Chemisette to Chestnut
(Chem`i*sette") n.[F., dim. of chemise.] An under-garment, worn by women, usually covering
the neck, shoulders, and breast.
(Chem"ism) n. [Cf. F. chimisme. See Chemistry.] The force exerted between the atoms
of elementary substance whereby they unite to form chemical compounds; chemical attaction; affinity;
sometimes used as a general expression for chemical activity or relationship.
(Chem"ist), n. [Shortened from alchemist; cf. F. chimiste.] A person versed in chemistry or
given to chemical investigation; an analyst; a maker or seller of chemicals or drugs.
(Chem"is*try) n. [From Chemist. See Alchemy.]
1. That branch of science which treats of the composition of substances, and of the changes which
they undergo in consequence of alterations in the constitution of the molecules, which depend upon
variations of the number, kind, or mode of arrangement, of the constituent atoms. These atoms are not
assumed to be indivisible, but merely the finest grade of subdivision hitherto attained. Chemistry deals
with the changes in the composition and constitution of molecules. See Atom, Molecule.
Historically, chemistry is an outgrowth of alchemy (or alchemistry), with which it was anciently identified.
2. An application of chemical theory and method to the consideration of some particular subject; as, the
chemistry of iron; the chemistry of indigo.
3. A treatise on chemistry.
This word and its derivatives were formerly written with y, and sometimes with i, instead of e, in the
first syllable, chymistry, chymist, chymical, etc., or chimistry, chimist, chimical, etc.; and the pronunciation
was conformed to the orthography.
Inorganic chemistry, that which treats of inorganic or mineral substances. Organic chemistry,
that which treats of the substances which form the structure of organized beings and their products,
whether animal or vegetable; called also chemistry of the carbon compounds. There is no fundamental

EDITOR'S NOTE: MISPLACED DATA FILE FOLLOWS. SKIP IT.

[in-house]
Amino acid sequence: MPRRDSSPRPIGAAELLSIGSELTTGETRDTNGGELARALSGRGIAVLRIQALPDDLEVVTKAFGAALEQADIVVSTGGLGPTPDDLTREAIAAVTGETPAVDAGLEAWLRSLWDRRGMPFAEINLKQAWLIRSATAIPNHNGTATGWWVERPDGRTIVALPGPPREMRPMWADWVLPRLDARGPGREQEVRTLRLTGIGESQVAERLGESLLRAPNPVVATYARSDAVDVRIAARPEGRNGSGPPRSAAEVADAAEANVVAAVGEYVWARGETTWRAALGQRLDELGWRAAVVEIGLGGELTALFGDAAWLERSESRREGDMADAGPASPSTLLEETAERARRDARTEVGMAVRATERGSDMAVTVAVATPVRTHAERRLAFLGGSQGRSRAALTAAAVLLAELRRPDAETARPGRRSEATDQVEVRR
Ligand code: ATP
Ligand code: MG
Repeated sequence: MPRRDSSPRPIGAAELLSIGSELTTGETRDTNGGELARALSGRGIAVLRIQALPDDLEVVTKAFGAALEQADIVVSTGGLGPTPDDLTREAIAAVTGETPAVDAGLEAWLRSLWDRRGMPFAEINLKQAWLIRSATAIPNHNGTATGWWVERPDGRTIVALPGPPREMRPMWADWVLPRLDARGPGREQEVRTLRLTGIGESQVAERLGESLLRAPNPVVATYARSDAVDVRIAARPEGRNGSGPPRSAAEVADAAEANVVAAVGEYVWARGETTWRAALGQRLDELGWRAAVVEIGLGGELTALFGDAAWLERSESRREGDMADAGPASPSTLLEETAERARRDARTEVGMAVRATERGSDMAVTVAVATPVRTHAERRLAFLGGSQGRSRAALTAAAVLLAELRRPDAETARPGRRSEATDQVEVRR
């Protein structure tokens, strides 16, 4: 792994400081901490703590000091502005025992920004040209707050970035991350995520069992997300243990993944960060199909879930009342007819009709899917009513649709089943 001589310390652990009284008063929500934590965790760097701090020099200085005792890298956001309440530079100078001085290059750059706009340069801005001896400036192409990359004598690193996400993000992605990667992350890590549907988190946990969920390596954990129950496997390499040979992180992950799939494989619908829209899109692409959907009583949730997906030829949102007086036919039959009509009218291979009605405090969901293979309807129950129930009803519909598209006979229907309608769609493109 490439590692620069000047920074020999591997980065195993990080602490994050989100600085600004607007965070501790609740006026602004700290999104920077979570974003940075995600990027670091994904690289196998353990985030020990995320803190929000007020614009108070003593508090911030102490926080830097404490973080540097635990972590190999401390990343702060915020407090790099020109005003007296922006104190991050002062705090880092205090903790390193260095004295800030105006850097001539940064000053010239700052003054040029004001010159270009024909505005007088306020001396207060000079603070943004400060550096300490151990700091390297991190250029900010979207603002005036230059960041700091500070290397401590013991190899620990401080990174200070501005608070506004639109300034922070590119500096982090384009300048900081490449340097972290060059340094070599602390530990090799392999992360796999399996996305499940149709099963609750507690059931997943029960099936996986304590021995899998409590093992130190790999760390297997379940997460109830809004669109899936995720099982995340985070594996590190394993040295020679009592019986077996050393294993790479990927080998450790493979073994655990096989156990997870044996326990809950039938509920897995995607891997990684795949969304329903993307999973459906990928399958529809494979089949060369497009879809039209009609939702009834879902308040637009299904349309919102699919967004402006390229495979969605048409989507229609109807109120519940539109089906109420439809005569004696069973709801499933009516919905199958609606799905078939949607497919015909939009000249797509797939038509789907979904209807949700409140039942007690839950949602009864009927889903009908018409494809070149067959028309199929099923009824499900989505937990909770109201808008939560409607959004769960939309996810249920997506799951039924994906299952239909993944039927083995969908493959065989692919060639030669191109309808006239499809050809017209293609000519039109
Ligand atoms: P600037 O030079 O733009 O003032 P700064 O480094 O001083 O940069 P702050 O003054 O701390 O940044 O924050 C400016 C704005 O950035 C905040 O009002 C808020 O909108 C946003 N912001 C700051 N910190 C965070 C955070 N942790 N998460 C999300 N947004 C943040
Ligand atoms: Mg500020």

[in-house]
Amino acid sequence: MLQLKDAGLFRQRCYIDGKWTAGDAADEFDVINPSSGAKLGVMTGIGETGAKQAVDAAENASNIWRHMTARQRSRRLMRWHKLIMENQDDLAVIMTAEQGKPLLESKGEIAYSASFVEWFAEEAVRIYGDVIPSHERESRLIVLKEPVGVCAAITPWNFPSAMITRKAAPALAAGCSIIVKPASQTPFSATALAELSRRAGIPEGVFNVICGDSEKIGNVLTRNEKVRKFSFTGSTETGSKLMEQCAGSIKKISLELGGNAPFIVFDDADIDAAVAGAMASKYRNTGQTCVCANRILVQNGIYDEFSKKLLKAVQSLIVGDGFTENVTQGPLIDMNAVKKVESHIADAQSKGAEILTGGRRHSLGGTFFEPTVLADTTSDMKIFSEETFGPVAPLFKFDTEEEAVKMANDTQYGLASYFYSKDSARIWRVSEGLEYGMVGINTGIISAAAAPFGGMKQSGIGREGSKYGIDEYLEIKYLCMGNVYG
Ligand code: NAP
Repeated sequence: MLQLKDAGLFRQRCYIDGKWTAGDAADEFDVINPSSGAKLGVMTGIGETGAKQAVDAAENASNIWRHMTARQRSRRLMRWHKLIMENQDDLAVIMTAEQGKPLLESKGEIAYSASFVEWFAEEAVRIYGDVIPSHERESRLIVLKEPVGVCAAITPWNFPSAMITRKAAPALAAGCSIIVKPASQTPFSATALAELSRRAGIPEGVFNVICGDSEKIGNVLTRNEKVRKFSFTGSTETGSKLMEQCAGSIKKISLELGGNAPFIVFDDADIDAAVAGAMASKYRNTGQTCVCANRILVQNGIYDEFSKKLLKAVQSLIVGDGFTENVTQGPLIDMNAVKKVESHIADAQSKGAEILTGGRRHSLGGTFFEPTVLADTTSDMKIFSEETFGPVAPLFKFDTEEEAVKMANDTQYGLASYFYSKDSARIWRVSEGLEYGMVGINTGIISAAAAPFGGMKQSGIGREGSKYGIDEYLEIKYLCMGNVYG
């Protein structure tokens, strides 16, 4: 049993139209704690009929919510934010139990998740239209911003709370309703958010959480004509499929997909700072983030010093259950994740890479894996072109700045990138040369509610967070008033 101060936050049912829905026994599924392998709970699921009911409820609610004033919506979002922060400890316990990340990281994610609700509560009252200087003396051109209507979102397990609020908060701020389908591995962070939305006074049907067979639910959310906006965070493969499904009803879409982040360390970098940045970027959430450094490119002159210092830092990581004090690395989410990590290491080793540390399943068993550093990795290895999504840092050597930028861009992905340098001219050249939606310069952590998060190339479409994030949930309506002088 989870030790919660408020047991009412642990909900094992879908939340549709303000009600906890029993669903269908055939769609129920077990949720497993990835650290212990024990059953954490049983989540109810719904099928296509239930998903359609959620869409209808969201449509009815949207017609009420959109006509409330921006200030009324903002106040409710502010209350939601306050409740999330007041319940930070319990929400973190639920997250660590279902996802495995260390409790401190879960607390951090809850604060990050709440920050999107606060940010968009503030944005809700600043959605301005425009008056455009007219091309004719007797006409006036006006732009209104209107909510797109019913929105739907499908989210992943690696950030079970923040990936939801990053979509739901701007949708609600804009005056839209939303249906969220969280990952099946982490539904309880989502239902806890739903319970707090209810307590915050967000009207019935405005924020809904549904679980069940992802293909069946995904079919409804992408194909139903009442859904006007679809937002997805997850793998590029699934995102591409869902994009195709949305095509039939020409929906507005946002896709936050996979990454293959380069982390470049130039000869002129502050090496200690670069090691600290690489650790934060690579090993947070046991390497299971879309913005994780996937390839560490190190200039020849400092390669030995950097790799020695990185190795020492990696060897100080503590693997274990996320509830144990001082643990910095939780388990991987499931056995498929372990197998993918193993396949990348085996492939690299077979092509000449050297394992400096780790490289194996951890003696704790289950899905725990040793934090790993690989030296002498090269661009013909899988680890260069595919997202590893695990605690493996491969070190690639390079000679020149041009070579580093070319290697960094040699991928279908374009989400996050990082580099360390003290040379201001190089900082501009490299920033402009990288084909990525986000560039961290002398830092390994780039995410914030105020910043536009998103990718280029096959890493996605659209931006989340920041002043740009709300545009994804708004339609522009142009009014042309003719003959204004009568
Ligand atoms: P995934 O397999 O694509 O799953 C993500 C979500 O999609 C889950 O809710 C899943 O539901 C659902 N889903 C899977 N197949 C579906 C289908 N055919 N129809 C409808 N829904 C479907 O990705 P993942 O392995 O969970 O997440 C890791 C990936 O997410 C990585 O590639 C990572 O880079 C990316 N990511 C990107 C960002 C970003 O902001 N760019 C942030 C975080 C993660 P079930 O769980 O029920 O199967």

difference between organic and inorganic chemistry. Physiological chemistry, the chemistry of the
organs and tissues of the body, and of the various physiological processes incident to life. Practical
chemistry, or Applied chemistry, that which treats of the modes of manufacturing the products of
chemistry that are useful in the arts, of their applications to economical purposes, and of the conditions
essential to their best use. Pure chemistry, the consideration of the facts and theories of chemistry
in their purely scientific relations, without necessary reference to their practical applications or mere
(Chem"i*type) n. [Chemical + -type.] (Engraving) One of a number of processes by which
an impression from an engraved plate is obtained in relief, to be used for printing on an ordinary printing
(Che*mol"y*sis) n. [Chemical + Gr. a loosing.] A term sometimes applied to the decomposition
of organic substance into more simple bodies, by the use of chemical agents alone. Thudichum.
(Chem`os*mo"sis) n. [Chemical + osmosis.] Chemical action taking place through an
(Chem`os*mot"ic) a. Pertaining to, or produced by, chemosmosis. [R.]
(Che*mung" pe"ri*od) (Geol.) A subdivision in the upper part of the Devonian system
in America, so named from the Chemung River, along which the rocks are well developed. It includes
the Portage and Chemung groups or epochs. See the Diagram under Geology.